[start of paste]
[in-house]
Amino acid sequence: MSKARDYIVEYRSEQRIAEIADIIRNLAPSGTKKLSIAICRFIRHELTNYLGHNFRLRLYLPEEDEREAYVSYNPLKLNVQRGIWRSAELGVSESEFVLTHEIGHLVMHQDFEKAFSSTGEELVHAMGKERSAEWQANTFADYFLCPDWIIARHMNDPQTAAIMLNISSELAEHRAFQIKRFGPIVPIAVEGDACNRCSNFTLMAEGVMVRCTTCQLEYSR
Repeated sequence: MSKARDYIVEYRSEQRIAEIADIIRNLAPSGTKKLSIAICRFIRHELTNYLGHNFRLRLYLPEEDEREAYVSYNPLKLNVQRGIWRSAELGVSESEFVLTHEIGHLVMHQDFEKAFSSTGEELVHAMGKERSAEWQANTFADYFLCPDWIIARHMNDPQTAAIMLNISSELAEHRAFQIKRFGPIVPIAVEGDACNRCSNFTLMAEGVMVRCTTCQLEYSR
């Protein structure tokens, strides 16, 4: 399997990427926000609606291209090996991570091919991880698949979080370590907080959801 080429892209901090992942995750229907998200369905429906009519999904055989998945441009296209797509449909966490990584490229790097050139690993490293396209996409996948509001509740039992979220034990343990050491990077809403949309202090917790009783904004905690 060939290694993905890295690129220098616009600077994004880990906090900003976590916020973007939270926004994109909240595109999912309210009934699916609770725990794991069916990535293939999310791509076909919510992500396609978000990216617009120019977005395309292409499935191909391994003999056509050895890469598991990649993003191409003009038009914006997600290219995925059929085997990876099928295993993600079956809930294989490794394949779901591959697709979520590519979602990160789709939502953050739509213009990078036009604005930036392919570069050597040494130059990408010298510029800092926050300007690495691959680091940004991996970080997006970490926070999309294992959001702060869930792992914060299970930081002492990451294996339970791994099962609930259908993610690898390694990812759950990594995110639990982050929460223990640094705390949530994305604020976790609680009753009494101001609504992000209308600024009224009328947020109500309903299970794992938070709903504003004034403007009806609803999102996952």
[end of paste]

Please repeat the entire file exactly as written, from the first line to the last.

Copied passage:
[in-house]
Amino acid sequence: MSKARDYIVEYRSEQRIAEIADIIRNLAPSGTKKLSIAICRFIRHELTNYLGHNFRLRLYLPEEDEREAYVSYNPLKLNVQRGIWRSAELGVSESEFVLTHEIGHLVMHQDFEKAFSSTGEELVHAMGKERSAEWQANTFADYFLCPDWIIARHMNDPQTAAIMLNISSELAEHRAFQIKRFGPIVPIAVEGDACNRCSNFTLMAEGVMVRCTTCQLEYSR
Repeated sequence: MSKARDYIVEYRSEQRIAEIADIIRNLAPSGTKKLSIAICRFIRHELTNYLGHNFRLRLYLPEEDEREAYVSYNPLKLNVQRGIWRSAELGVSESEFVLTHEIGHLVMHQDFEKAFSSTGEELVHAMGKERSAEWQANTFADYFLCPDWIIARHMNDPQTAAIMLNISSELAEHRAFQIKRFGPIVPIAVEGDACNRCSNFTLMAEGVMVRCTTCQLEYSR
């Protein structure tokens, strides 16, 4: 399997990427926000609606291209090996991570091919991880698949979080370590907080959801 080429892209901090992942995750229907998200369905429906009519999904055989998945441009296209797509449909966490990584490229790097050139690993490293396209996409996948509001509740039992979220034990343990050491990077809403949309202090917790009783904004905690 060939290694993905890295690129220098616009600077994004880990906090900003976590916020973007939270926004994109909240595109999912309210009934699916609770725990794991069916990535293939999310791509076909919510992500396609978000990216617009120019977005395309292409499935191909391994003999056509050895890469598991990649993003191409003009038009914006997600290219995925059929085997990876099928295993993600079956809930294989490794394949779901591959697709979520590519979602990160789709939502953050739509213009990078036009604005930036392919570069050597040494130059990408010298510029800092926050300007690495691959680091940004991996970080997006970490926070999309294992959001702060869930792992914060299970930081002492990451294996339970791994099962609930259908993610690898390694990812759950990594995110639990982050929460223990640094705390949530994305604020976790609680009753009494101001609504992000209308600024009224009328947020109500309903299970794992938070709903504003004034403007009806609803999102996952």